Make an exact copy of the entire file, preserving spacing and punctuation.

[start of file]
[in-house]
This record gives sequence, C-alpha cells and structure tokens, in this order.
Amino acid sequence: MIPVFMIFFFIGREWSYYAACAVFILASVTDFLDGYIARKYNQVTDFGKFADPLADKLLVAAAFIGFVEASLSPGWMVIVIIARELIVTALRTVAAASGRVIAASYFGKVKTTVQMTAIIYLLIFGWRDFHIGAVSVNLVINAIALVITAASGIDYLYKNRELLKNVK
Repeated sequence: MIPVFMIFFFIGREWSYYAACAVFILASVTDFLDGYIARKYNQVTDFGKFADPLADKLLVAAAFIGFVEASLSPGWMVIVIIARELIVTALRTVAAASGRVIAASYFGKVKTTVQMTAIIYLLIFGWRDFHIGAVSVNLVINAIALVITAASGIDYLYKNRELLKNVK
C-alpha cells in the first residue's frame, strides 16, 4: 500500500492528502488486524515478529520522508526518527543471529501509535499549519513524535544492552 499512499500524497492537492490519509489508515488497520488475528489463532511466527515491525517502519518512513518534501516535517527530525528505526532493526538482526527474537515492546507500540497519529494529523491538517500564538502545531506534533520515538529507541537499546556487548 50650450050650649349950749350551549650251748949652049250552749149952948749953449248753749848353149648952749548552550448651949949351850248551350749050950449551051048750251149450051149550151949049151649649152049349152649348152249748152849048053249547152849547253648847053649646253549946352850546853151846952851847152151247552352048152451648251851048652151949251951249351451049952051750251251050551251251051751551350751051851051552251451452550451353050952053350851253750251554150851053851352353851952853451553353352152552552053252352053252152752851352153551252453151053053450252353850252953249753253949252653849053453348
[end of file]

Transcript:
[in-house]
This record gives sequence, C-alpha cells and structure tokens, in this order.
Amino acid sequence: MIPVFMIFFFIGREWSYYAACAVFILASVTDFLDGYIARKYNQVTDFGKFADPLADKLLVAAAFIGFVEASLSPGWMVIVIIARELIVTALRTVAAASGRVIAASYFGKVKTTVQMTAIIYLLIFGWRDFHIGAVSVNLVINAIALVITAASGIDYLYKNRELLKNVK
Repeated sequence: MIPVFMIFFFIGREWSYYAACAVFILASVTDFLDGYIARKYNQVTDFGKFADPLADKLLVAAAFIGFVEASLSPGWMVIVIIARELIVTALRTVAAASGRVIAASYFGKVKTTVQMTAIIYLLIFGWRDFHIGAVSVNLVINAIALVITAASGIDYLYKNRELLKNVK
C-alpha cells in the first residue's frame, strides 16, 4: 500500500492528502488486524515478529520522508526518527543471529501509535499549519513524535544492552 499512499500524497492537492490519509489508515488497520488475528489463532511466527515491525517502519518512513518534501516535517527530525528505526532493526538482526527474537515492546507500540497519529494529523491538517500564538502545531506534533520515538529507541537499546556487548 50650450050650649349950749350551549650251748949652049250552749149952948749953449248753749848353149648952749548552550448651949949351850248551350749050950449551051048750251149450051149550151949049151649649152049349152649348152249748152849048053249547152849547253648847053649646253549946352850546853151846952851847152151247552352048152451648251851048652151949251951249351451049952051750251251050551251251051751551350751051851051552251451452550451353050952053350851253750251554150851053851352353851952853451553353352152552552053252352053252152752851352153551252453151053053450252353850252953249753253949252653849053453348